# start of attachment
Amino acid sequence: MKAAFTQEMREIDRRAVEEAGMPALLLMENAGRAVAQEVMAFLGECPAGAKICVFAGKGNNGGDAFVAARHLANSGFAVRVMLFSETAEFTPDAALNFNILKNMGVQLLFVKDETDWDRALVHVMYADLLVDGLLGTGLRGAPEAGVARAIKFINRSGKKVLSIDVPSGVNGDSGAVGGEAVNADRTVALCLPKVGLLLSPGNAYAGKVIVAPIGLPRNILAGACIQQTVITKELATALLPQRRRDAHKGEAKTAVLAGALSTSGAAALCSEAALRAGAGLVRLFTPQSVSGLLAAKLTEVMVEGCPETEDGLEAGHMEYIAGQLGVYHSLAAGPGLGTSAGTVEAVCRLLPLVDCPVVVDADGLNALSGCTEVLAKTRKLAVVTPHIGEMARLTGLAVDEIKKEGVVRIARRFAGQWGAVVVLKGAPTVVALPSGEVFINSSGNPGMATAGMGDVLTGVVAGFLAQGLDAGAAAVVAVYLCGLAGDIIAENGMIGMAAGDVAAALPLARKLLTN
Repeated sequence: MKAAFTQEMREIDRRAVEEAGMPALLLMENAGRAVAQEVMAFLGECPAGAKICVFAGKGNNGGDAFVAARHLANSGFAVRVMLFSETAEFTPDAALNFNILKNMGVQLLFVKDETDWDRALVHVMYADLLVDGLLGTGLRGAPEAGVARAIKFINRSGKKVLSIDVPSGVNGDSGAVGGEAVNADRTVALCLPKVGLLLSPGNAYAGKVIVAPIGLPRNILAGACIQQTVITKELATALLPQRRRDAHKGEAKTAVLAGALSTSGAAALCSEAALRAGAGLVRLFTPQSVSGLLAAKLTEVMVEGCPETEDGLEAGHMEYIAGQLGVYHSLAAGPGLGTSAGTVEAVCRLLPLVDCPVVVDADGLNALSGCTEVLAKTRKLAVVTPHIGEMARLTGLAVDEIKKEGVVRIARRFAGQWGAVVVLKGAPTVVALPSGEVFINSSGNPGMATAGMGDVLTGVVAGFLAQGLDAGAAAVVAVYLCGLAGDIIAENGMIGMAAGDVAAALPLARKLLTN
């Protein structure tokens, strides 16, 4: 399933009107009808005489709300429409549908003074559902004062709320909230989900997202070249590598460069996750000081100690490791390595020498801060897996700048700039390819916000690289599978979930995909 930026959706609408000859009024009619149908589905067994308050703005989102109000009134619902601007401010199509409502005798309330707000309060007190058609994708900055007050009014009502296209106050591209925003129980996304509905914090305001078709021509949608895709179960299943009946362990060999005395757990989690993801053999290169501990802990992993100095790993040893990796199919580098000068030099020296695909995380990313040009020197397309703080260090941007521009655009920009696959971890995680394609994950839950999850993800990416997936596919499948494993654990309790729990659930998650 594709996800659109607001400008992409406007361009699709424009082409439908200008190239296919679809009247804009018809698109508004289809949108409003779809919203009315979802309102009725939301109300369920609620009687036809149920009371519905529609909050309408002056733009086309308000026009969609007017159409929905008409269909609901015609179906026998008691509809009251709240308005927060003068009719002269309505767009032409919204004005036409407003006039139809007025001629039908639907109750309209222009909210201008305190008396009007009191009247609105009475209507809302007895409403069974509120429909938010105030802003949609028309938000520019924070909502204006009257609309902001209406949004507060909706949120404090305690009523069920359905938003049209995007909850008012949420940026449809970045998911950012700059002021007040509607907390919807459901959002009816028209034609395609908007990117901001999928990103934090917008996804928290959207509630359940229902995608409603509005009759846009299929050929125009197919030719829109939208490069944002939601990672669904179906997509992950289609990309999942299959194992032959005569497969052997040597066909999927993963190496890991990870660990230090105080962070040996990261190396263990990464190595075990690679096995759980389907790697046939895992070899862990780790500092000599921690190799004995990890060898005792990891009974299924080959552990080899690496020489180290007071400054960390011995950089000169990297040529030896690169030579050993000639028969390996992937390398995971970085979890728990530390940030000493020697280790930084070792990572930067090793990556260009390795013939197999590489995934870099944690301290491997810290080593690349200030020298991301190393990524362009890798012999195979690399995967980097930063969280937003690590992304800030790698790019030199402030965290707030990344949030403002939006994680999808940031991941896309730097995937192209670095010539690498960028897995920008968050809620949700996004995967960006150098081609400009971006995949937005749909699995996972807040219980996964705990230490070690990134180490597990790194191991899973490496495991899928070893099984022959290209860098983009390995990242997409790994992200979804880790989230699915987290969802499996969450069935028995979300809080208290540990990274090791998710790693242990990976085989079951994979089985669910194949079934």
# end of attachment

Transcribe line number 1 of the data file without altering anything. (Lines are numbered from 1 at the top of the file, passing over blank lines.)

Amino acid sequence: MKAAFTQEMREIDRRAVEEAGMPALLLMENAGRAVAQEVMAFLGECPAGAKICVFAGKGNNGGDAFVAARHLANSGFAVRVMLFSETAEFTPDAALNFNILKNMGVQLLFVKDETDWDRALVHVMYADLLVDGLLGTGLRGAPEAGVARAIKFINRSGKKVLSIDVPSGVNGDSGAVGGEAVNADRTVALCLPKVGLLLSPGNAYAGKVIVAPIGLPRNILAGACIQQTVITKELATALLPQRRRDAHKGEAKTAVLAGALSTSGAAALCSEAALRAGAGLVRLFTPQSVSGLLAAKLTEVMVEGCPETEDGLEAGHMEYIAGQLGVYHSLAAGPGLGTSAGTVEAVCRLLPLVDCPVVVDADGLNALSGCTEVLAKTRKLAVVTPHIGEMARLTGLAVDEIKKEGVVRIARRFAGQWGAVVVLKGAPTVVALPSGEVFINSSGNPGMATAGMGDVLTGVVAGFLAQGLDAGAAAVVAVYLCGLAGDIIAENGMIGMAAGDVAAALPLARKLLTN